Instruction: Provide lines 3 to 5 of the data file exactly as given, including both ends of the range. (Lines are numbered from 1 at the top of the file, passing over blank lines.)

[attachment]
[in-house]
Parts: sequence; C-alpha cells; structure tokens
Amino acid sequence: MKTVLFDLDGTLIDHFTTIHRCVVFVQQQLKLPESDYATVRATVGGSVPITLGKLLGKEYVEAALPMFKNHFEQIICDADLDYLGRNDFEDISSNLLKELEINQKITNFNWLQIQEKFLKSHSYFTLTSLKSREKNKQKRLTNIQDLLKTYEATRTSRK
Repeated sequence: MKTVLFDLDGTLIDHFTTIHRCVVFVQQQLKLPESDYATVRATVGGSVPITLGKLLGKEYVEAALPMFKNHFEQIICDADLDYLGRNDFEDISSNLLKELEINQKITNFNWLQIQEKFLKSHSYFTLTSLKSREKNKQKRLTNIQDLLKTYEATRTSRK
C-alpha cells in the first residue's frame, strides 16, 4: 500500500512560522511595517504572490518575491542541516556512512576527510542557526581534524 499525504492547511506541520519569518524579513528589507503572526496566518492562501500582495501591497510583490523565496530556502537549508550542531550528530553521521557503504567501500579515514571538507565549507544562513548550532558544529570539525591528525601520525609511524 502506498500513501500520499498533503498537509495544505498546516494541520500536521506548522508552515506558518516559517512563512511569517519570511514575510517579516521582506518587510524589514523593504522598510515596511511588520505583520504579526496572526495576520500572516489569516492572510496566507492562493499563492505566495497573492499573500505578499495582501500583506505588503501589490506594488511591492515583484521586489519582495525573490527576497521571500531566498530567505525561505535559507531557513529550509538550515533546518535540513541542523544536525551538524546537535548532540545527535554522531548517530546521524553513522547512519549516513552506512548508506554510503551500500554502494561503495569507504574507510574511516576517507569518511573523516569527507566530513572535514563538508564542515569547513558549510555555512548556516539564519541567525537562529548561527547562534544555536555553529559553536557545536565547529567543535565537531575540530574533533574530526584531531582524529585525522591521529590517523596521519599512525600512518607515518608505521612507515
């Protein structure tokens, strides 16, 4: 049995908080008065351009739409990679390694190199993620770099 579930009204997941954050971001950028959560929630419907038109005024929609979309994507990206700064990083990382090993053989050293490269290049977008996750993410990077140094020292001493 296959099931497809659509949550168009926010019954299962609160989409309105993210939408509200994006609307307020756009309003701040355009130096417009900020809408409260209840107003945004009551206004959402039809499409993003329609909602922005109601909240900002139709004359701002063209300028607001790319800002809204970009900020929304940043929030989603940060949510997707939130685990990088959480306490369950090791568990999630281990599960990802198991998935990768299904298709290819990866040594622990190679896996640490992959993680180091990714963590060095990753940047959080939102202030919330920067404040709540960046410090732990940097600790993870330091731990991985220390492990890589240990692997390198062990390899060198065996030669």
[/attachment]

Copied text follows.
Amino acid sequence: MKTVLFDLDGTLIDHFTTIHRCVVFVQQQLKLPESDYATVRATVGGSVPITLGKLLGKEYVEAALPMFKNHFEQIICDADLDYLGRNDFEDISSNLLKELEINQKITNFNWLQIQEKFLKSHSYFTLTSLKSREKNKQKRLTNIQDLLKTYEATRTSRK
Repeated sequence: MKTVLFDLDGTLIDHFTTIHRCVVFVQQQLKLPESDYATVRATVGGSVPITLGKLLGKEYVEAALPMFKNHFEQIICDADLDYLGRNDFEDISSNLLKELEINQKITNFNWLQIQEKFLKSHSYFTLTSLKSREKNKQKRLTNIQDLLKTYEATRTSRK
C-alpha cells in the first residue's frame, strides 16, 4: 500500500512560522511595517504572490518575491542541516556512512576527510542557526581534524 499525504492547511506541520519569518524579513528589507503572526496566518492562501500582495501591497510583490523565496530556502537549508550542531550528530553521521557503504567501500579515514571538507565549507544562513548550532558544529570539525591528525601520525609511524 502506498500513501500520499498533503498537509495544505498546516494541520500536521506548522508552515506558518516559517512563512511569517519570511514575510517579516521582506518587510524589514523593504522598510515596511511588520505583520504579526496572526495576520500572516489569516492572510496566507492562493499563492505566495497573492499573500505578499495582501500583506505588503501589490506594488511591492515583484521586489519582495525573490527576497521571500531566498530567505525561505535559507531557513529550509538550515533546518535540513541542523544536525551538524546537535548532540545527535554522531548517530546521524553513522547512519549516513552506512548508506554510503551500500554502494561503495569507504574507510574511516576517507569518511573523516569527507566530513572535514563538508564542515569547513558549510555555512548556516539564519541567525537562529548561527547562534544555536555553529559553536557545536565547529567543535565537531575540530574533533574530526584531531582524529585525522591521529590517523596521519599512525600512518607515518608505521612507515